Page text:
Haiti-An Update on Information about Orphans from Haiti

A media flurry resulted today after word spread among Twitter, social networking and discussion boards about the possibility of orphans from Haiti coming to the US. Information and communication out of Haiti is limited and difficult and may contribute to misunderstandings or information which needs to clarified.

Our position:

Since news of the earthquake, the law office of Jocham Harden Dimick Jackson has been inundated with requests for information about the possibility of adopting orphans from Haiti. Attorney Michele Jackson is very involved in the Haitian adoption community and has processed adoptions from Haiti. Families immediately began reaching out to her for information on adoption availability. She has 10 years experience in international adoptions and orphan visas and has been an adjunct faculty member at the IU School of Law, Indianapolis on the subject of international adoption and international family law issues. JHDJ Law is currently representing clients who had started the process for new adoptions PRIOR to the earthquake. We were contacted by members involved with Safe Families as well as other orphanages in Haiti regarding assistance in locating families to host and/or adopt orphans from Haiti. In our adoption programs, we have between 25-50 families who have completed home studies and criminal background checks and are willing to accept children on either a temporary or permanent basis.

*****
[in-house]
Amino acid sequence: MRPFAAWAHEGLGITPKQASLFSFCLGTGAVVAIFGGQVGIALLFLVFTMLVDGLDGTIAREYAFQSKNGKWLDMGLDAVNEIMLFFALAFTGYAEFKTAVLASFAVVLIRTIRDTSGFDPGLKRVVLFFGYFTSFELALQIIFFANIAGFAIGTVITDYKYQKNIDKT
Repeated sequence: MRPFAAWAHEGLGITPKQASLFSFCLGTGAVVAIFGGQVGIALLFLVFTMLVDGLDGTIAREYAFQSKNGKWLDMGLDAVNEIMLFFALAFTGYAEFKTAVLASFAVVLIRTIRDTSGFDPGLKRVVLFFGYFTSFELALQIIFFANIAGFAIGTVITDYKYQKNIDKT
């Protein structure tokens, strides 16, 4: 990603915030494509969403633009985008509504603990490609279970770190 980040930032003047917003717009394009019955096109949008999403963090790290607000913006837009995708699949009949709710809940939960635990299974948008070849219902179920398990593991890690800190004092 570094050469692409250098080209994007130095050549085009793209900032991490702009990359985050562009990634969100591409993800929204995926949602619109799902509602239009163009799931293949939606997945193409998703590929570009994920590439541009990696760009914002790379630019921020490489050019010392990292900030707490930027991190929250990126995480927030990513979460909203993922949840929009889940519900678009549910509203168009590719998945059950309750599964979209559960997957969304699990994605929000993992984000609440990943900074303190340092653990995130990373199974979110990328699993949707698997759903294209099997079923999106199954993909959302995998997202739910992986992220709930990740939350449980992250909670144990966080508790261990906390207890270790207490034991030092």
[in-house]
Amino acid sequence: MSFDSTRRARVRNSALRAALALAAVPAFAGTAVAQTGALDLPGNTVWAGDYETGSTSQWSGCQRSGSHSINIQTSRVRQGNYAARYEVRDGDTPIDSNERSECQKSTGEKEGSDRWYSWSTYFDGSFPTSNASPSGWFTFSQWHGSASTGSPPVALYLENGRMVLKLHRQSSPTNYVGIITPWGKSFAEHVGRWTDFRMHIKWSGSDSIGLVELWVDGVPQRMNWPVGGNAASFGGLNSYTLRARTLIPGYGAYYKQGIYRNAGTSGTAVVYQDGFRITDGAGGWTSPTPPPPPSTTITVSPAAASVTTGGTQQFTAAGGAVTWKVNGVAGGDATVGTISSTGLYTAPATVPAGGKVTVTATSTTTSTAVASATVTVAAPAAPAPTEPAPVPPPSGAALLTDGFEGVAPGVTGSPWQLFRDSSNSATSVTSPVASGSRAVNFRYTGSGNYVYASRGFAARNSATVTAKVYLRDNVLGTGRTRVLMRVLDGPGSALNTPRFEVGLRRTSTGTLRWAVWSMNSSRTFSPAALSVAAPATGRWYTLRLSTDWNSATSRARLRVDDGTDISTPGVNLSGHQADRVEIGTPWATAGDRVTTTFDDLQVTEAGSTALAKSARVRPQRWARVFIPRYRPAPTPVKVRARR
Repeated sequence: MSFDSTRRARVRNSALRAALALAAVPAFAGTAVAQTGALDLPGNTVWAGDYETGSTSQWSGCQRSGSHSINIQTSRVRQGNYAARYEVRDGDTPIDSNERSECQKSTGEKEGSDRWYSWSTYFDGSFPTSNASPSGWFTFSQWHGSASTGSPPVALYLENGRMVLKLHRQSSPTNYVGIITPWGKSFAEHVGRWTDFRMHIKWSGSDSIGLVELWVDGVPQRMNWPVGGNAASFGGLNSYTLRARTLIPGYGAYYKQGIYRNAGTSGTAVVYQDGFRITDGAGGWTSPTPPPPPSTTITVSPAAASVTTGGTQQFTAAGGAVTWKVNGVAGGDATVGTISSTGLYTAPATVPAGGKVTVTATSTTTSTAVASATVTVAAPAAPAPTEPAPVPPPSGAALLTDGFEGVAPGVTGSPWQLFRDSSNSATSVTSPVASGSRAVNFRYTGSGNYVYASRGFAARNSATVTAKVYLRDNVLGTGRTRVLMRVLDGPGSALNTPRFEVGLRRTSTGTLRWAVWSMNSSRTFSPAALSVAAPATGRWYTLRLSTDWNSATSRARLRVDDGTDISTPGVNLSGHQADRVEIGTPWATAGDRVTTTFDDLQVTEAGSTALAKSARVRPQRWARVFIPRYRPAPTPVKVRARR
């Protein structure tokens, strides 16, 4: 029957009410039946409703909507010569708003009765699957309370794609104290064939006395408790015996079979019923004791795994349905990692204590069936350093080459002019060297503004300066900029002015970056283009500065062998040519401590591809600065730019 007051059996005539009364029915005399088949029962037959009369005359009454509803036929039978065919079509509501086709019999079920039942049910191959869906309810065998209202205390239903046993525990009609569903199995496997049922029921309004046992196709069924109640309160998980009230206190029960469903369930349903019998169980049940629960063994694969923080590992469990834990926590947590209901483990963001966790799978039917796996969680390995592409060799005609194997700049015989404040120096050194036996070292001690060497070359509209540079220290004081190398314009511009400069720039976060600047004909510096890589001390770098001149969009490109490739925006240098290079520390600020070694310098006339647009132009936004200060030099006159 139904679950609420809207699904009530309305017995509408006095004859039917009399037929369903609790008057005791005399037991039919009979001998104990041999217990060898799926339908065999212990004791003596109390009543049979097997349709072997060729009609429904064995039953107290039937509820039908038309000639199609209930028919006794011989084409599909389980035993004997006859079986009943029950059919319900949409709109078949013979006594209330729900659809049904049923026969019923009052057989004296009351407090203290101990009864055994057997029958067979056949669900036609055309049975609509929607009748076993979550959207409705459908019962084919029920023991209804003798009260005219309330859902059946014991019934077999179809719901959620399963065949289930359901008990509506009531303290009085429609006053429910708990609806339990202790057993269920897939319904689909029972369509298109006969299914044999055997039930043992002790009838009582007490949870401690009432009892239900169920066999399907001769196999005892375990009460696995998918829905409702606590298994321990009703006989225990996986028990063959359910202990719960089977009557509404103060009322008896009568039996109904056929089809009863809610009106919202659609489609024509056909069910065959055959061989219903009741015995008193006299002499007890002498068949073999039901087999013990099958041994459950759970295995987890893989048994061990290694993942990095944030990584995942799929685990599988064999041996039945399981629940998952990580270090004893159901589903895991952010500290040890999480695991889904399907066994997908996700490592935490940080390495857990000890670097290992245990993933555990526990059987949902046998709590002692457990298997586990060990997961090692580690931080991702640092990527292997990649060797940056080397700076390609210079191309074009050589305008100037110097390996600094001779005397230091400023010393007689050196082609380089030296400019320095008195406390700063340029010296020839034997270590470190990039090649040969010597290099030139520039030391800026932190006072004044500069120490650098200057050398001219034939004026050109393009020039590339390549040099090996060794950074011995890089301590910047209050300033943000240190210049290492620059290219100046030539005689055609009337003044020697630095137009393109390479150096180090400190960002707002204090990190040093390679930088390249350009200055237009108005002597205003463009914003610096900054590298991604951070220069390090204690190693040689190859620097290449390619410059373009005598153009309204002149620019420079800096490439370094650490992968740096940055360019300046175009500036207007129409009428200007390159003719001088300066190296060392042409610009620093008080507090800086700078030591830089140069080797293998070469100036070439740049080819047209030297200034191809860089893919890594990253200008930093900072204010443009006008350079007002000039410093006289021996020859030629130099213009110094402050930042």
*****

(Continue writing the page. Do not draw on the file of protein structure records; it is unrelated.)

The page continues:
Further, the concept of coordinating a “hosting” program or arranging for an influx of a large number of orphans (IF approval is received from Haiti and USCIS) is something with which we are very familiar. Every year Michele arranges for hosting of orphans from foreign countries. One of our most popular programs is from Ukraine. Each year as many as 25-30 orphans are hosted by families in the Central Indiana region. Arranging for travel, translators, accommodations, etc is part of that process.

Because of her extensive experience with international adoption, Michele has worked with USCIS and is very familiar with the various options and processes for orphan travel and orphan visas. Further, Adoption Coordinator and Director of Business Development, Amber Burton Small, reads, speaks and writes French. Michele’s experience is quite unique among attorneys in Indiana and she would be valuable as a resource should the Governor’s office or DCS require assistance in working on this matter. Obviously, nothing of this magnitude has been attempted in the past and this is new ground for everyone. But we are more than willing to offer our professional experience in whatever capacity is necessary.

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